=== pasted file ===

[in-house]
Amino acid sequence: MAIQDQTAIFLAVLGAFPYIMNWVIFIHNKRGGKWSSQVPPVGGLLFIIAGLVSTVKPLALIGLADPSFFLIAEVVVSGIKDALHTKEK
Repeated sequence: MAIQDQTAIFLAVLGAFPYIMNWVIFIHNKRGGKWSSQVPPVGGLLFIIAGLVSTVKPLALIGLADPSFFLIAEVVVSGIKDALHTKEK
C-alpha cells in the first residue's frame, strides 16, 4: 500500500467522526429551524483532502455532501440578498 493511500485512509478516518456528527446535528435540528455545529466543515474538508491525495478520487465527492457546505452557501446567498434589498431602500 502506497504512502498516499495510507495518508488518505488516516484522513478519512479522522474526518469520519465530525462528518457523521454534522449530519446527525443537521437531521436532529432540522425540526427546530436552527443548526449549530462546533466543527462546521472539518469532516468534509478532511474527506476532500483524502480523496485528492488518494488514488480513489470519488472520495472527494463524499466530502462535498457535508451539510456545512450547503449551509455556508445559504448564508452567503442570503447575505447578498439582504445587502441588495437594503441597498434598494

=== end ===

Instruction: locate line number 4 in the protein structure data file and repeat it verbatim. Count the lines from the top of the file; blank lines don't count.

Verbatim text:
C-alpha cells in the first residue's frame, strides 16, 4: 500500500467522526429551524483532502455532501440578498 493511500485512509478516518456528527446535528435540528455545529466543515474538508491525495478520487465527492457546505452557501446567498434589498431602500 502506497504512502498516499495510507495518508488518505488516516484522513478519512479522522474526518469520519465530525462528518457523521454534522449530519446527525443537521437531521436532529432540522425540526427546530436552527443548526449549530462546533466543527462546521472539518469532516468534509478532511474527506476532500483524502480523496485528492488518494488514488480513489470519488472520495472527494463524499466530502462535498457535508451539510456545512450547503449551509455556508445559504448564508452567503442570503447575505447578498439582504445587502441588495437594503441597498434598494